• line the frame with the plastic, fabric or whatever material you choose for the backing – this material should also be lined on the inside with the landscape fabric
  • staple these 2 layers securely to the inside of the frame
  • fill the frame half full with the coir / potting mix
  • secure another layer of landscape fabric, hessian or even chicken wire over the planting medium
  • before planting, lift the wall so its standing vertically to check for leaks in the backing. You’ll want to make sure there are no leaks, especially if it’s going to be on an inside wall
  • you may also want to consider adding a plastic gutter along the bottom to catch water that leaks out when watering unless you plan on laying the wall on the ground outside each time you water it.
  • create small slits in the over layer  where you’ll insert your plants
  • insert the plants, making sure to loosen the roots so they’re not all clumped together
  • water the plants well
  • leave your living wall lying flat on the ground for at least a few days to allow the plants to take root and stabilize
  • once your living wall is mounted vertically be sure to water and fertilize as required by the plants

A word of caution before you begin:

  • make sure that the location in which the living wall will hang gets enough light all year
  • have someone on hand to help you mount the wall
  • be sure to test the frame before planting

Want something a little less complex?  Here are a few ideas:

Fall planting versus Spring Planting: Which Is Best?

Fall planting

It’s natural to feel like planting in the Spring. After the long winter, once the first crocus and daffodil pop their heads above the ground, we begin to itch to get out into the garden and create some colour.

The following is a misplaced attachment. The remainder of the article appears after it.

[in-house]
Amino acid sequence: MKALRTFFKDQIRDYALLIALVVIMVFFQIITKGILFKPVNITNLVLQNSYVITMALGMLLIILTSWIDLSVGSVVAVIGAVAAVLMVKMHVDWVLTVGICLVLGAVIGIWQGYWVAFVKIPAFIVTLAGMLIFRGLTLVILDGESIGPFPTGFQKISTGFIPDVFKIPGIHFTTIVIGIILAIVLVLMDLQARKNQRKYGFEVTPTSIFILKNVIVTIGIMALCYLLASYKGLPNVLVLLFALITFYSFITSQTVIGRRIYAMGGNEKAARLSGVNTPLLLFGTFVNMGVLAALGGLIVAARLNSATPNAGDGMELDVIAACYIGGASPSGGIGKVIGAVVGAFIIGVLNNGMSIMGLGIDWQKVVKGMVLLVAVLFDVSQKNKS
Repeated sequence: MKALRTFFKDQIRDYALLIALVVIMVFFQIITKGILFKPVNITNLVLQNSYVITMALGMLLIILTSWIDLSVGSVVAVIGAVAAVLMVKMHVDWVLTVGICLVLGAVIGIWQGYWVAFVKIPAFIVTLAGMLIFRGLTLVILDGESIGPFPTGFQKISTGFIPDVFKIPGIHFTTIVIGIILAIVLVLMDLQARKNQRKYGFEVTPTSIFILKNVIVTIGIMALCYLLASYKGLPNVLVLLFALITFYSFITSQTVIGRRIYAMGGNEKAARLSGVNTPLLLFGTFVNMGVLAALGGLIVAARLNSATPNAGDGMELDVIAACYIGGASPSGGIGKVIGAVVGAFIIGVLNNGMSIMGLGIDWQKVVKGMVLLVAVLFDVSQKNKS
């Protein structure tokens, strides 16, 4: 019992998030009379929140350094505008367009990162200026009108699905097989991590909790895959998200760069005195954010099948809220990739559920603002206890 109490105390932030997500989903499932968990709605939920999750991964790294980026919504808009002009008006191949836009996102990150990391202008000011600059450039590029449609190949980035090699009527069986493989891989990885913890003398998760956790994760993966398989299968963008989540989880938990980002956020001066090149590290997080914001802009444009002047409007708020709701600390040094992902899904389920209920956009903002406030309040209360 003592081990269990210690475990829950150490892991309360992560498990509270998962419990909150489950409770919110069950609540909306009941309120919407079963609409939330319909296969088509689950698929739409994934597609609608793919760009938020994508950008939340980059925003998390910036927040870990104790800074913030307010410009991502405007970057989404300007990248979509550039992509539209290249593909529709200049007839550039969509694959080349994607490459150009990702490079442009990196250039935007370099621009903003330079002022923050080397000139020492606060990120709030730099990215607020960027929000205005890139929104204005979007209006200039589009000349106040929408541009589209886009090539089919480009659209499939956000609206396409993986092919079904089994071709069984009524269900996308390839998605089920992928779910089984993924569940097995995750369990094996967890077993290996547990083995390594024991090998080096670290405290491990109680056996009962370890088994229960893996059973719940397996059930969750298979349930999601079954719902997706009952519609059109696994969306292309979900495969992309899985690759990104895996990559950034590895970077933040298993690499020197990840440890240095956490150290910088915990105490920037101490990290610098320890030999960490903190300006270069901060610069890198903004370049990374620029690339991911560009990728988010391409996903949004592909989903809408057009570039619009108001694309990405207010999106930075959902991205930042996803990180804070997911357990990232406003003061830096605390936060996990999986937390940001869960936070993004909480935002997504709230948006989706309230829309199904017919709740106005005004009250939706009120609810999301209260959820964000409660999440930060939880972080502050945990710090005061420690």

Flavors of Fall Hands On Cooking Classes

We don’t always have the same reaction when Fall comes around. Instead of looking forward to Spring flowers and warmer days, we know that Winter is just around the corner. Crisp, cooler, often wetter days are all part and parcel of the season.

FALL PLANTINGBut, what many don’t realize is that Fall is perfect for planting.

In fact for many plants, Fall planting is actually more successful than Spring planting.

 

The reason is quite logical. Plants know that Winter is on its way and they know it’s time to dig down deep. Growth above the ground begins to slow and all their energy goes into developing longer, stronger root systems. When we plant in Spring, most of the plant’s energy goes into growth above the ground: foliage, flowers, fruit, branches and so on. Roots take a back seat during this busy season.

During the Fall, the cooler air temperatures make gardening easier on gardeners and make it easier for plants to survive the shock of being transplanted from their pots into the garden soil which is still warm. This allows roots to grow until the ground freezes. In spring, plants don’t grow until the soil warms up.

Fall tens to produce more good gardening days than spring.

During the Spring rain and unexpected cold snaps, or even snow fall can make working the soil impossible.
Plus, many Garden Centers have great deals during the Fall as they move as much product as possible before the Winter arrives when no one is gardening.

While Fall rain is generally plentiful, it’s still important to deeply water newly planted plants for the first few months until they are established – especially if it doesn’t rain at least an inch per week.

Another significant advantage during the Fall is that common garden pests and disease problems tend to be less prevalant. Plantings also don’t need fertilizer the way they do in Spring. Fertilizer helps produce new, tender growth that can be damaged by winter weather.

A few examples of plants that prefer Fall planting are: grasses, spring-blooming bulbs, cool-season vegetables, perennials, trees, and shrubs.
The window for fall planting ends about six weeks before your area will experience harsher weather such as frost, frozen rain, sleet or snow. Planting time usually ends in September or October.

For more information about what to plant during the Fall and where and how to plant, please feel free to visit with our talented horticulturalists.